Wednesday, March 16, 2011

From Shopping Centre to Conference Centre?

Having looked at Failte Ireland's conference and events website for the Island of Ireland I have to say that yes, I am indeed disappointed at Waterford Citys' omission from it. Having said that and having read Gary Breens response to the issue in today's Munster Express it does seem a little more than obvious, that, rather than jumping up and down about our omission, we would be FAR better employed looking at our hotel and conference offering and asking ourselves: how can we come up to the Faitle Ireland standard of 4 and 5 star hotel rooms, large scale conference facilities and a trade association/conference bureau which would engage in selling Waterford (with the assistance of Failte Ireland) to the lucrative International Conference market?

I have a suggestion: it seems to me that the Ferrybank Shopping Centre (artists impression above) is an ideal venue to be converted into an International Standard Conference and Events venue, with conference facilities, hotels, dining facilities and services all on one site, conveniently located adjacent to Waterford City (albeit within the County Kilkenny boundary). It seems to me that this would bring back to life an otherwise dead duck project which, in my opinion, has little to no possibility of ever opening up as a shopping centre in its own right as the population simply does not exist in Ferrbank to sustain it.

Ideally, I would moot for these type of facilities to be placed on the North Wharf, however that too is highly unlikely to happen and as the famous phrase goes; we are where we are. It seems to me that it is an obvious solution which would deliver a world class conference and events centre on one site the likes of which a city which considers itself to be a Gateway should have, as well as a solution which matches a need (for such facilities) with their possible supply. Could it be that two plus two really would add up to four in this instance?

It would appear to me to be a win-win situation. The building, if left in its current state will, sooner or later deteriorate a la the Ardree Hotel and Waterford badly needs to rise to the challenge laid down by Gary Breen (a Waterford man who does Trojan work for this City and the South East in his tourism role) in his letter.

Perhaps, the Waterford City Chamber of Commerce might consider setting up a group to explore this and/or other ways of ensuring that Waterford meets the criteria and will be able to compete for conference business and perhaps then they might facilitate the setting up of a conference bureau or undertake themselves - as a Trade Association - to do that work?

That way we would be moving forward in a positive and constructive way. The rates would go to Kilkenny County Council for sure, but the business spin-off would certainly benefit Waterford City. And isn't it time that we started having a few wins as a team here in the South East? Because, whether we like it or not we are going to have to work more closely together if we want to compete not just in Ireland, but globally.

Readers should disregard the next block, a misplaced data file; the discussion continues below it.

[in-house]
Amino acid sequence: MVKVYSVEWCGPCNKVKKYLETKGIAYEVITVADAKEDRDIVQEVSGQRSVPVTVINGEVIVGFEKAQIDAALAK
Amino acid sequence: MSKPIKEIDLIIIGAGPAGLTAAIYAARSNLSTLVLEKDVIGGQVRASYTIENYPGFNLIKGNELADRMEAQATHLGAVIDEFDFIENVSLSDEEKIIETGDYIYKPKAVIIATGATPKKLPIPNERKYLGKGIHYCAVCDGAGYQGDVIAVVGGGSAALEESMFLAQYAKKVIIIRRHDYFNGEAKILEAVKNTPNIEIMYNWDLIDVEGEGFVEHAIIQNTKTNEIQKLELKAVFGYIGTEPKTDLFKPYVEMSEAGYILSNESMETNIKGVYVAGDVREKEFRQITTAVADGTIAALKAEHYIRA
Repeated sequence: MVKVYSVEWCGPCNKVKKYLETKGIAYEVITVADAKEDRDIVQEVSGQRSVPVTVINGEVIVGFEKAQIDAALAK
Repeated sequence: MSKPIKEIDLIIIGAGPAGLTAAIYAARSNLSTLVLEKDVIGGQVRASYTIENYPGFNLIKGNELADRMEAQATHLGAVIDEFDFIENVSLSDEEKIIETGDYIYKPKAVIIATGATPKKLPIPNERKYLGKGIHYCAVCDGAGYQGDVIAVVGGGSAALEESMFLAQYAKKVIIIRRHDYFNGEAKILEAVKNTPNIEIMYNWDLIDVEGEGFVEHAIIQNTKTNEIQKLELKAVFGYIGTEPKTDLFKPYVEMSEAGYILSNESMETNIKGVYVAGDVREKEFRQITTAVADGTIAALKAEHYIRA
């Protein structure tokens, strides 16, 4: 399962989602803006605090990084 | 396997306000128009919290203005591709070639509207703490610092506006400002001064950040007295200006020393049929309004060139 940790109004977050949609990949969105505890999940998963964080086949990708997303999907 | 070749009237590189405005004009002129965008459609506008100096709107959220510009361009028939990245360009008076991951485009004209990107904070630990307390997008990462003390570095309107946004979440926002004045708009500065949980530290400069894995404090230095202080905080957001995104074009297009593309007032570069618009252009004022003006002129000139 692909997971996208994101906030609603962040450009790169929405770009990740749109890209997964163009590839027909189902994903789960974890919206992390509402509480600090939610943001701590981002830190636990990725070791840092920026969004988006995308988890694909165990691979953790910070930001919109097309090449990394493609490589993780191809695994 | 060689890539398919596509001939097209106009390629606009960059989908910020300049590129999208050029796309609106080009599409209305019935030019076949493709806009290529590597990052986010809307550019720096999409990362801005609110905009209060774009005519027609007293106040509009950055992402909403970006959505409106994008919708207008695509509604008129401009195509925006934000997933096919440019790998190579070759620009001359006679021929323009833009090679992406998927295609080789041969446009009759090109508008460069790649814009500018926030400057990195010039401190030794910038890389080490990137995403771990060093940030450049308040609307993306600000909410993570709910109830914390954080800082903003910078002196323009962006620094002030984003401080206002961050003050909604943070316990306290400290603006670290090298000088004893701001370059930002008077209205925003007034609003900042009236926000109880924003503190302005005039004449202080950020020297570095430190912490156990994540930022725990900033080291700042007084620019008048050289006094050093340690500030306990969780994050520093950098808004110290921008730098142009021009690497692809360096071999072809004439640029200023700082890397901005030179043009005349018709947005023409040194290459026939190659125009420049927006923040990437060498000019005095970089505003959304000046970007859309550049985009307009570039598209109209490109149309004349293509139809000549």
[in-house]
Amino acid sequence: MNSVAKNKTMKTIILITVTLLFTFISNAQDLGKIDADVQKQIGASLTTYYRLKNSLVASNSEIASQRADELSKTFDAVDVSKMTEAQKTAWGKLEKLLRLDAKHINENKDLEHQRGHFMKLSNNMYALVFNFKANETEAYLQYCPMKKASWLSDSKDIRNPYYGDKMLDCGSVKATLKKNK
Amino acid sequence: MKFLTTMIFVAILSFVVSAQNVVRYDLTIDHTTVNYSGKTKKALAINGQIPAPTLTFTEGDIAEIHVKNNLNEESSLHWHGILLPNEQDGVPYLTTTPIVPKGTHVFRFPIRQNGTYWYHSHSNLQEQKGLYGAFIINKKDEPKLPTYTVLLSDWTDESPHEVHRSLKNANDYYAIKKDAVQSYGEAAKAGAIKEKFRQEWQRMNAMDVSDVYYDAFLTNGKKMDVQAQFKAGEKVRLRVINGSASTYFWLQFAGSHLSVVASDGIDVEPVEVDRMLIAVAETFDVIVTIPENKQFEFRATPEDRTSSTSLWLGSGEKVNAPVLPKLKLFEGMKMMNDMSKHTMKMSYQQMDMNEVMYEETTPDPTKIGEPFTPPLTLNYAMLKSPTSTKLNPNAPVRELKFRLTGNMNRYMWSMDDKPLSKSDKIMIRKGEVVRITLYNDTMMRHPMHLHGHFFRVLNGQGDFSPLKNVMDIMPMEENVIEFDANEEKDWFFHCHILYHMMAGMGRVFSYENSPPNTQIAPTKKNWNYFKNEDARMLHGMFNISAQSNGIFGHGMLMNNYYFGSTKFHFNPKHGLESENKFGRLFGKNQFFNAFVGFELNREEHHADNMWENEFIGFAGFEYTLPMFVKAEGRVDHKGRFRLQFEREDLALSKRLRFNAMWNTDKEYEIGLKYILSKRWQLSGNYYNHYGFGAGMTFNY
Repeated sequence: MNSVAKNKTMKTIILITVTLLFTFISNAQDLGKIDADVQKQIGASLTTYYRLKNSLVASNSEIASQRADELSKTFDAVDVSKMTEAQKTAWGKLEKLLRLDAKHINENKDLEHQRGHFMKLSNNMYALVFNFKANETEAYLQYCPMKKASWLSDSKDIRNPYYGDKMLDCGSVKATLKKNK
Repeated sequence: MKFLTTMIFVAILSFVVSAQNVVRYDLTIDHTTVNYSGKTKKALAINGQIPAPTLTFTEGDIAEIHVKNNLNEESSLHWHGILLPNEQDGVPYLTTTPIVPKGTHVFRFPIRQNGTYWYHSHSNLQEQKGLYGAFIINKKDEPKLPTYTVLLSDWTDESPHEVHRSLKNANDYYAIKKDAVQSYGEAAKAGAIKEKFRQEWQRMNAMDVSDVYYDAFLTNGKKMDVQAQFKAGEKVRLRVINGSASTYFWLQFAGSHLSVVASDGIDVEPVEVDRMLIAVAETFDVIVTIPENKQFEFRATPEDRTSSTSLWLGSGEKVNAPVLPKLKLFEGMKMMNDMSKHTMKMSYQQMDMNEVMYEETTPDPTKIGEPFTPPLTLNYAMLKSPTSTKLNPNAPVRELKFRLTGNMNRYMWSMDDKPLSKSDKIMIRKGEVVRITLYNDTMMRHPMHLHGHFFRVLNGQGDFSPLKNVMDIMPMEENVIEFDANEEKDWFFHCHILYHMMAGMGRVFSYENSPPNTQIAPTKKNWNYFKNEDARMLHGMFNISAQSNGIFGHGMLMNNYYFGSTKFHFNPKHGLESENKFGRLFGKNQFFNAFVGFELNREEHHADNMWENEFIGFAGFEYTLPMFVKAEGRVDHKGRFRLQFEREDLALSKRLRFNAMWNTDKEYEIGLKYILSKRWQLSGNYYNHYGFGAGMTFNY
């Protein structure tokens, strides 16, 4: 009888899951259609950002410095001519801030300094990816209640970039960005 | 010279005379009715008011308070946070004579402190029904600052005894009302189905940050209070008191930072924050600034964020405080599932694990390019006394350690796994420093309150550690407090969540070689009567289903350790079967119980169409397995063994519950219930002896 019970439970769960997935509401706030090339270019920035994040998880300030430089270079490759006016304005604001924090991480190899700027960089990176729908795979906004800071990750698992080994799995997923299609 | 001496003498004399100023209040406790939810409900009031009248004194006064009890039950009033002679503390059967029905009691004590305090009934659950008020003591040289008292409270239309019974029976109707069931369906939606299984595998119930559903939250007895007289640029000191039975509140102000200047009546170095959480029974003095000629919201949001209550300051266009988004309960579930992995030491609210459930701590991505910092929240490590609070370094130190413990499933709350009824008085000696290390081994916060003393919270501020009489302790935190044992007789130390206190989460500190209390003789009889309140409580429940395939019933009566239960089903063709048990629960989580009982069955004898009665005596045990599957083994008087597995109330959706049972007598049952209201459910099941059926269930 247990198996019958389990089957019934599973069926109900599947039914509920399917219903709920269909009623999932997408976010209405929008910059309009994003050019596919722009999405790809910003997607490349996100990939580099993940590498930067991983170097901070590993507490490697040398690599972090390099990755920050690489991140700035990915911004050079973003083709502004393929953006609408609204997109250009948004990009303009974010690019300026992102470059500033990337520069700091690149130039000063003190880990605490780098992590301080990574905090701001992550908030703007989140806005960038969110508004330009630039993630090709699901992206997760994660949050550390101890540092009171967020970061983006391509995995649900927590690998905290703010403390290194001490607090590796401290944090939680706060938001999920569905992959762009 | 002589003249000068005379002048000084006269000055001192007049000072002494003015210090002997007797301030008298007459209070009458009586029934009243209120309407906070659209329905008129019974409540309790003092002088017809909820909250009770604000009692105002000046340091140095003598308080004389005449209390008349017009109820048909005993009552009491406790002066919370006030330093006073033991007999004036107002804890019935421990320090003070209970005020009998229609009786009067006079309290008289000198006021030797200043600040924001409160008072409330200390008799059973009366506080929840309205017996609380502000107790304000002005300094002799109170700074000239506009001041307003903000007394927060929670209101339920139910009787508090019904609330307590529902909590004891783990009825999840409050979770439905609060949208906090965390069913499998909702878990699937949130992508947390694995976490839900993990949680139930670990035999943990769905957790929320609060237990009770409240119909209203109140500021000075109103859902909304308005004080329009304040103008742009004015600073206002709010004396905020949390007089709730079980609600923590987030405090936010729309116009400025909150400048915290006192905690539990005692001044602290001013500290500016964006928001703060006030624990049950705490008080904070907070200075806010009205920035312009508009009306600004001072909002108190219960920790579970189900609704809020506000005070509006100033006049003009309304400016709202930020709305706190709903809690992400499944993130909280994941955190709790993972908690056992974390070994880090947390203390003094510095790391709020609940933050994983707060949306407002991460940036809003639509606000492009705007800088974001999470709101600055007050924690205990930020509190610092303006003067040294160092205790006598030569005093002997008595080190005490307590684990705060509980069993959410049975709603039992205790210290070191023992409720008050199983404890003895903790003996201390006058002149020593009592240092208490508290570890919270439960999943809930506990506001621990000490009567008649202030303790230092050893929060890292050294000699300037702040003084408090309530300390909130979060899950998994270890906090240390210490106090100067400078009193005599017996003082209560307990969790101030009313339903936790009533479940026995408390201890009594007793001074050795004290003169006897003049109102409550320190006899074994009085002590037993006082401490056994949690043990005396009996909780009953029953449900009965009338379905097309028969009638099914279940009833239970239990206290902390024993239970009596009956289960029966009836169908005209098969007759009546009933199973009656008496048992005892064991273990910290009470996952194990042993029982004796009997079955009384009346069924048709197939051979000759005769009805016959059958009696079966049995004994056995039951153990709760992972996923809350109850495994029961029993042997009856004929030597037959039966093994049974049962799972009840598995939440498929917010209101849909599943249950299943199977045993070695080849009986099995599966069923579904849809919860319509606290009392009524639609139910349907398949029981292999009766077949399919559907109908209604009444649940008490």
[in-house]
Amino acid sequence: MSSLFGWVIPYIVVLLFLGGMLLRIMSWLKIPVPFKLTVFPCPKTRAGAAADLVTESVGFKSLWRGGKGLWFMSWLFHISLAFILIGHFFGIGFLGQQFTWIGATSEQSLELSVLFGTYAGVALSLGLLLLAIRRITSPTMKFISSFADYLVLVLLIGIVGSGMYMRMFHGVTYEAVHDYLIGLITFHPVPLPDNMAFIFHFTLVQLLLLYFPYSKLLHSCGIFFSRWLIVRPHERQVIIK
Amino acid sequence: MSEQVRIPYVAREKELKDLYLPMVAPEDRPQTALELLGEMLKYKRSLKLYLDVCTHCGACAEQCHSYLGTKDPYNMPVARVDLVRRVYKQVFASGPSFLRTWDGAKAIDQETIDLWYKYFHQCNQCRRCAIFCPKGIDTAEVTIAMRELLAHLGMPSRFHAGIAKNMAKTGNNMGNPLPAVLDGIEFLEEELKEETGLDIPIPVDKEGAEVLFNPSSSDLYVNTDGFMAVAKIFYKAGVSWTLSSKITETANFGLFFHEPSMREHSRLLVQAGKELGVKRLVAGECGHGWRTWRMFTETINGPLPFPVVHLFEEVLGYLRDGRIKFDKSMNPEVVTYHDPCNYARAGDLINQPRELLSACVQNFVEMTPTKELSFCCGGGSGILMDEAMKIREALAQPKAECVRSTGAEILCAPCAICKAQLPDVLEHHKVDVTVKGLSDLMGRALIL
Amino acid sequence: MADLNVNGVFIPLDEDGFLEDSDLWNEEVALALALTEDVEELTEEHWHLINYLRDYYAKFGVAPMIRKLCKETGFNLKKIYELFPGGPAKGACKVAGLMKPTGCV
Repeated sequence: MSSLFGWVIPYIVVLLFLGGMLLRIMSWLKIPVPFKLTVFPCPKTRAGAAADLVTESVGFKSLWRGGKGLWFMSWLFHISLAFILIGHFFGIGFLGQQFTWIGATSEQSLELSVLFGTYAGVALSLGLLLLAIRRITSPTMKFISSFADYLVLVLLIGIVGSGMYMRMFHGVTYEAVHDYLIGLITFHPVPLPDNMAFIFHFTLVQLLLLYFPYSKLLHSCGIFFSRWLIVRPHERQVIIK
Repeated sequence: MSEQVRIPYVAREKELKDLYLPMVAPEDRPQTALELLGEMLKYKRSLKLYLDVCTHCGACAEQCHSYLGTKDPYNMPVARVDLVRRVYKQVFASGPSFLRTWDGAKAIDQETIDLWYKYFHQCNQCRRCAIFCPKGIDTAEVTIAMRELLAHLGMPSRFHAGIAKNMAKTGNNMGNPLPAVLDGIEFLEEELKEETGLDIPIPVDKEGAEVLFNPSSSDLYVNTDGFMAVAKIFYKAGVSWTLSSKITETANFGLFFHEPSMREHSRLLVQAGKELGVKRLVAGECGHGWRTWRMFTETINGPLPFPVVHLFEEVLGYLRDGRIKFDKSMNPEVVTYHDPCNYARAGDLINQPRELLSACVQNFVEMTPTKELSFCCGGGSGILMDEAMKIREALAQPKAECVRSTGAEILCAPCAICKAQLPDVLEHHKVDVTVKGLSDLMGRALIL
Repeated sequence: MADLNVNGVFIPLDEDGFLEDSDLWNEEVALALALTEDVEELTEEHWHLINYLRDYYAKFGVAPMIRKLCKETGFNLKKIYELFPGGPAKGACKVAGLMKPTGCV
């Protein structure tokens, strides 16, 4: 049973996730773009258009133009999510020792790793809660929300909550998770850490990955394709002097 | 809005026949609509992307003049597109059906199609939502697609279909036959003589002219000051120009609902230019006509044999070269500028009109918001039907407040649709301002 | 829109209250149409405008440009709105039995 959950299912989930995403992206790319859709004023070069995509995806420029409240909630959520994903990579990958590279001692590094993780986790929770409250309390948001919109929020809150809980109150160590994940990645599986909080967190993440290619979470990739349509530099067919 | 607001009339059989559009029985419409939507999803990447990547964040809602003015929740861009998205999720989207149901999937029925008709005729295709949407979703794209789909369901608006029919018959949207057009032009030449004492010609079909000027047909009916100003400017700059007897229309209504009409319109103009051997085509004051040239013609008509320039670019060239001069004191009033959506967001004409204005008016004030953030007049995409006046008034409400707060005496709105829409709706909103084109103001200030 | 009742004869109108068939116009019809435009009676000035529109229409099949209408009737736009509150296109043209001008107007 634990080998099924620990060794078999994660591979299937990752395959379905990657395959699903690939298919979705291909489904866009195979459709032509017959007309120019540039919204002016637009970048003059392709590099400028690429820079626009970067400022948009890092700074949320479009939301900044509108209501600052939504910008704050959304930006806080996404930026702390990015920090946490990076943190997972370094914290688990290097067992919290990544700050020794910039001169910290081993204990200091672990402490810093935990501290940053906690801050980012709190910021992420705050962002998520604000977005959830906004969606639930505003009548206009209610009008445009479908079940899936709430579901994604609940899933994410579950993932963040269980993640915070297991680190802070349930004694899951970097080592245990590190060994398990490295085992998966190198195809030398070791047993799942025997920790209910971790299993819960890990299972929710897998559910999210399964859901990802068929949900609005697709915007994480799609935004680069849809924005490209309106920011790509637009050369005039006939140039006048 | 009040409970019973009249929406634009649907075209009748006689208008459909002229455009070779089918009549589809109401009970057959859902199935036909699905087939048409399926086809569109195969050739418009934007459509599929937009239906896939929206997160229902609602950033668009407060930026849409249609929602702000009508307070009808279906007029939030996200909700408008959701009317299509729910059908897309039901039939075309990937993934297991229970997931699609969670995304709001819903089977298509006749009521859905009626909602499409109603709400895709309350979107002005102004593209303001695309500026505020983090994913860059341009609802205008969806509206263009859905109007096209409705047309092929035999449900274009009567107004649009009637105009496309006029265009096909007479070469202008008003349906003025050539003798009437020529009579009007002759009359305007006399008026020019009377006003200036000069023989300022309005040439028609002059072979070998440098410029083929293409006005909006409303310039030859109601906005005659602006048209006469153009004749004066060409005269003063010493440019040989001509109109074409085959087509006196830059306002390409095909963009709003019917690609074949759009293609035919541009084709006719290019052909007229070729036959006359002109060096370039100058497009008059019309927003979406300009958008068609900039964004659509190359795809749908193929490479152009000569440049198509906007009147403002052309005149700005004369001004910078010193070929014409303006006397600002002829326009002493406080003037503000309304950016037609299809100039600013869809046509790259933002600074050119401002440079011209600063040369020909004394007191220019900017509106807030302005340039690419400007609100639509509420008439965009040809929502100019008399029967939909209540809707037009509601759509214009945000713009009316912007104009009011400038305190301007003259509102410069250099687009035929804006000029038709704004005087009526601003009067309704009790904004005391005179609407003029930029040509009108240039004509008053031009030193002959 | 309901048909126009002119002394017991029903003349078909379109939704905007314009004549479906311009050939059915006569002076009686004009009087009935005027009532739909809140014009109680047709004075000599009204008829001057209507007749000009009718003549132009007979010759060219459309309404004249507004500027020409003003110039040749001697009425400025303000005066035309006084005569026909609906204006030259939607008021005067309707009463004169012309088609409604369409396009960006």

This would, of course, involve a change in direction for the project and for both Councils but we either change and evolve - or we die, and we certainly are not competing (or even featuring at the moment in the citys case) on the world conference map. So do we want to stay off the map and hold onto that white elephant shopping centre....or could we make something of it and open up another market for ourselves?

Monday, March 14, 2011

Thomas Francis Meagher to be Remembered on St Patricks Day

Waterfords' Agnes Aylward will be remembering Thomas Francis Meagher and the historic year of 1848 when the Tricolour was first flown here in Waterford City on RTE Radio 1 between 9 and 10am on the morning of Saint Patricks Day. For those who are interested, please tune in!

Sunday, March 6, 2011

1848 Tricolour Commemoration Keynote Address

Fellow Councillors, Members of the Oireachtas, City Manager, His Excellency the Canadian Ambassador Loyola Hearn, Monsieur Cairet, representing the French Embassy, Mayor Charles Gautier of Saint Herblain and party, Colonel James Tierney and members of the 69th Regiment, Church Representatives, ladies and gentlemen:

On 9 July 1849 an order for the deportation of 4 prisoners to Australia - the penal colony of Tasmania or Van Diemen’s Land as it was then known - arrived at Richmond prison in Dublin. Among the prisoners was a young Waterford man Thomas Francis Meagher.

1849 was indeed a dark year for Meagher personally and for Ireland.

Having narrowly escaped the death penalty for his involvement in the failed 1848 rebellion, he was, at 26 years of age facing a very uncertain future – transportation from his native land for the rest of his life. This year the National Museum of Australia are mounting a major exhibition celebrating the Irish contribution to Australian society. It gives me great pleasure as Mayor of Waterford and as a member of the Board of Waterford Museum of Treasures to announce that we have been asked to loan 2 historic objects from the Meagher collection to this temporary exhibition, recognising the importance of Thomas Francis Meagher.

This weekend we are celebrating Thomas Francis Meagher and especially the national flag of this country. In proposing the tricolour of Green White and Orange as the flag of an independent Ireland Thomas Francis Meagher turned for inspiration to that country on the continent of Europe which was seen as the as the bastion of freedom. France - that nation of Liberty, Equality and Fraternity where the Blue, White and Red of their flag had, since the Revolution acted as a potent symbol of liberty, not only in France herself but across the world.